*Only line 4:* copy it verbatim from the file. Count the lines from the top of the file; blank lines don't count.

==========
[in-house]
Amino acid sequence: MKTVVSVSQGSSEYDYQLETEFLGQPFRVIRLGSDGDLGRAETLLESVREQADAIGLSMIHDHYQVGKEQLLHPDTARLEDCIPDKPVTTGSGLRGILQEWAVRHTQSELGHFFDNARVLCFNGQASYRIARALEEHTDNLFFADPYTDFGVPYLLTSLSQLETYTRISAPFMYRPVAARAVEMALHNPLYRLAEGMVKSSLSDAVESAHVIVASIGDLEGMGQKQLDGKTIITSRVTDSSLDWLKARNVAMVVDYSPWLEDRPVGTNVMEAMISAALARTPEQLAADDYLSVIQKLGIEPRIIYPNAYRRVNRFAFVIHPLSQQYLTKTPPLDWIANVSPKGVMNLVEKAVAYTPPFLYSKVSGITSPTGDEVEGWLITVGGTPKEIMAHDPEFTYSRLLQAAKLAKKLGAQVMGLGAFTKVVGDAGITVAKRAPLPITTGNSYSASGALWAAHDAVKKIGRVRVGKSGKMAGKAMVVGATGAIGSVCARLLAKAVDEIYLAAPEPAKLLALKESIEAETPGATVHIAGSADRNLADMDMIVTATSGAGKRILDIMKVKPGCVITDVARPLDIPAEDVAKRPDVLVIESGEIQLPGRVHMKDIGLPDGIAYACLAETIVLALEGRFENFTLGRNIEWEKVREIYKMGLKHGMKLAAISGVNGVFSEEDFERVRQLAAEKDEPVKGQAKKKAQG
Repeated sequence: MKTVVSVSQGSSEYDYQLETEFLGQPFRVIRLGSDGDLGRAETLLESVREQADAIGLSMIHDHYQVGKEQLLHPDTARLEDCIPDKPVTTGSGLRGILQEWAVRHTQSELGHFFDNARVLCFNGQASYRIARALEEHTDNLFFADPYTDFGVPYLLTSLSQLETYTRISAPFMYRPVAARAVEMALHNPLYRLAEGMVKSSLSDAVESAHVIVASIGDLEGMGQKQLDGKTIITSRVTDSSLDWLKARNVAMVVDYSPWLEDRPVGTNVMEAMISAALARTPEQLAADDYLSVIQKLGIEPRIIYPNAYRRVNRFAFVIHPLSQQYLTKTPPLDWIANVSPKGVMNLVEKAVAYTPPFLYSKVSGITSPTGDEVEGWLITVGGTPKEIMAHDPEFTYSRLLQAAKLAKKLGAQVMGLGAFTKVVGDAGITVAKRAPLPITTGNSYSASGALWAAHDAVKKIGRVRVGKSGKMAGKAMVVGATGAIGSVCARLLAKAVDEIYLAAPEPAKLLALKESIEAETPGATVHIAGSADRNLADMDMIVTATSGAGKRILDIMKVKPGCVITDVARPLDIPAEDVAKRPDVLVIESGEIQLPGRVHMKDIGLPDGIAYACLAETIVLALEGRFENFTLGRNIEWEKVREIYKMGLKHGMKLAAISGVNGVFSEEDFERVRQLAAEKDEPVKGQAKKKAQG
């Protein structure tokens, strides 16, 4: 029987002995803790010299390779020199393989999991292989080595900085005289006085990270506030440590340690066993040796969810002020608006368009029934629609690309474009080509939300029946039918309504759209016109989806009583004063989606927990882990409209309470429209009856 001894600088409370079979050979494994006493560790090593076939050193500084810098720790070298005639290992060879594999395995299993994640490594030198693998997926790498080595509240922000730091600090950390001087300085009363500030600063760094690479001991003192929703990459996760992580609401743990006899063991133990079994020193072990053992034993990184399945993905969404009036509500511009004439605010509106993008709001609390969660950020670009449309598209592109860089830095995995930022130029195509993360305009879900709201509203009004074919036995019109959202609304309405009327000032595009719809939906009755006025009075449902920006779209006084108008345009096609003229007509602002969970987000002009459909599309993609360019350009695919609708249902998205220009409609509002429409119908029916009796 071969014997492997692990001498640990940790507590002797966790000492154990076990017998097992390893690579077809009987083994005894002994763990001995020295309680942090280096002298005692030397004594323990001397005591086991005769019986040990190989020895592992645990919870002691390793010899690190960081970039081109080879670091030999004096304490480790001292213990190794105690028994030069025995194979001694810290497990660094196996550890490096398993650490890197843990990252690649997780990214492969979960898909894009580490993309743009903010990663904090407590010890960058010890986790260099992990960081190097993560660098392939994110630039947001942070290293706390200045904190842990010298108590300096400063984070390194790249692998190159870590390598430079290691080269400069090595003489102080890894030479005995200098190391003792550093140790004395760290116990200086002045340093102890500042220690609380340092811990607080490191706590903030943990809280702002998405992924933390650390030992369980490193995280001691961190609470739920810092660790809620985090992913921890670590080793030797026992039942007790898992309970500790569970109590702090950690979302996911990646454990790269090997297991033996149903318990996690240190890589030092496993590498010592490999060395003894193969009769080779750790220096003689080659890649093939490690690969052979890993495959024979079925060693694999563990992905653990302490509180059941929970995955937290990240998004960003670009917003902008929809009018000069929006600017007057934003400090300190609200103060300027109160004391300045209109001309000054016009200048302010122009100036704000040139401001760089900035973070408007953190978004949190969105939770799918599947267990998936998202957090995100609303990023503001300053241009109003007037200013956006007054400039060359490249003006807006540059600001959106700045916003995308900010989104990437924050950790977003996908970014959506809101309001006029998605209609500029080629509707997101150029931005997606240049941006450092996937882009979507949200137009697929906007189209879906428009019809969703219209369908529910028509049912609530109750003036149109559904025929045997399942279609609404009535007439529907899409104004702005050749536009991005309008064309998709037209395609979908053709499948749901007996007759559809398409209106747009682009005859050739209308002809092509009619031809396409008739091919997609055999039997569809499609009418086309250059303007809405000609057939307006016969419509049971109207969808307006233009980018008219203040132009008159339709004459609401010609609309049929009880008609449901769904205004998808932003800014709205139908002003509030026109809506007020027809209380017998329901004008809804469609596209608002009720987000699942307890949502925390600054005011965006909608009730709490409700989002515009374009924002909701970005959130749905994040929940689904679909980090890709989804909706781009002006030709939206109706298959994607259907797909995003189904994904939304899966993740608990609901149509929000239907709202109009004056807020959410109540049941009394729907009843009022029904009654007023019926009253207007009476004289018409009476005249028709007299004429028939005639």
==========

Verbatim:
């Protein structure tokens, strides 16, 4: 029987002995803790010299390779020199393989999991292989080595900085005289006085990270506030440590340690066993040796969810002020608006368009029934629609690309474009080509939300029946039918309504759209016109989806009583004063989606927990882990409209309470429209009856 001894600088409370079979050979494994006493560790090593076939050193500084810098720790070298005639290992060879594999395995299993994640490594030198693998997926790498080595509240922000730091600090950390001087300085009363500030600063760094690479001991003192929703990459996760992580609401743990006899063991133990079994020193072990053992034993990184399945993905969404009036509500511009004439605010509106993008709001609390969660950020670009449309598209592109860089830095995995930022130029195509993360305009879900709201509203009004074919036995019109959202609304309405009327000032595009719809939906009755006025009075449902920006779209006084108008345009096609003229007509602002969970987000002009459909599309993609360019350009695919609708249902998205220009409609509002429409119908029916009796 071969014997492997692990001498640990940790507590002797966790000492154990076990017998097992390893690579077809009987083994005894002994763990001995020295309680942090280096002298005692030397004594323990001397005591086991005769019986040990190989020895592992645990919870002691390793010899690190960081970039081109080879670091030999004096304490480790001292213990190794105690028994030069025995194979001694810290497990660094196996550890490096398993650490890197843990990252690649997780990214492969979960898909894009580490993309743009903010990663904090407590010890960058010890986790260099992990960081190097993560660098392939994110630039947001942070290293706390200045904190842990010298108590300096400063984070390194790249692998190159870590390598430079290691080269400069090595003489102080890894030479005995200098190391003792550093140790004395760290116990200086002045340093102890500042220690609380340092811990607080490191706590903030943990809280702002998405992924933390650390030992369980490193995280001691961190609470739920810092660790809620985090992913921890670590080793030797026992039942007790898992309970500790569970109590702090950690979302996911990646454990790269090997297991033996149903318990996690240190890589030092496993590498010592490999060395003894193969009769080779750790220096003689080659890649093939490690690969052979890993495959024979079925060693694999563990992905653990302490509180059941929970995955937290990240998004960003670009917003902008929809009018000069929006600017007057934003400090300190609200103060300027109160004391300045209109001309000054016009200048302010122009100036704000040139401001760089900035973070408007953190978004949190969105939770799918599947267990998936998202957090995100609303990023503001300053241009109003007037200013956006007054400039060359490249003006807006540059600001959106700045916003995308900010989104990437924050950790977003996908970014959506809101309001006029998605209609500029080629509707997101150029931005997606240049941006450092996937882009979507949200137009697929906007189209879906428009019809969703219209369908529910028509049912609530109750003036149109559904025929045997399942279609609404009535007439529907899409104004702005050749536009991005309008064309998709037209395609979908053709499948749901007996007759559809398409209106747009682009005859050739209308002809092509009619031809396409008739091919997609055999039997569809499609009418086309250059303007809405000609057939307006016969419509049971109207969808307006233009980018008219203040132009008159339709004459609401010609609309049929009880008609449901769904205004998808932003800014709205139908002003509030026109809506007020027809209380017998329901004008809804469609596209608002009720987000699942307890949502925390600054005011965006909608009730709490409700989002515009374009924002909701970005959130749905994040929940689904679909980090890709989804909706781009002006030709939206109706298959994607259907797909995003189904994904939304899966993740608990609901149509929000239907709202109009004056807020959410109540049941009394729907009843009022029904009654007023019926009253207007009476004289018409009476005249028709007299004429028939005639």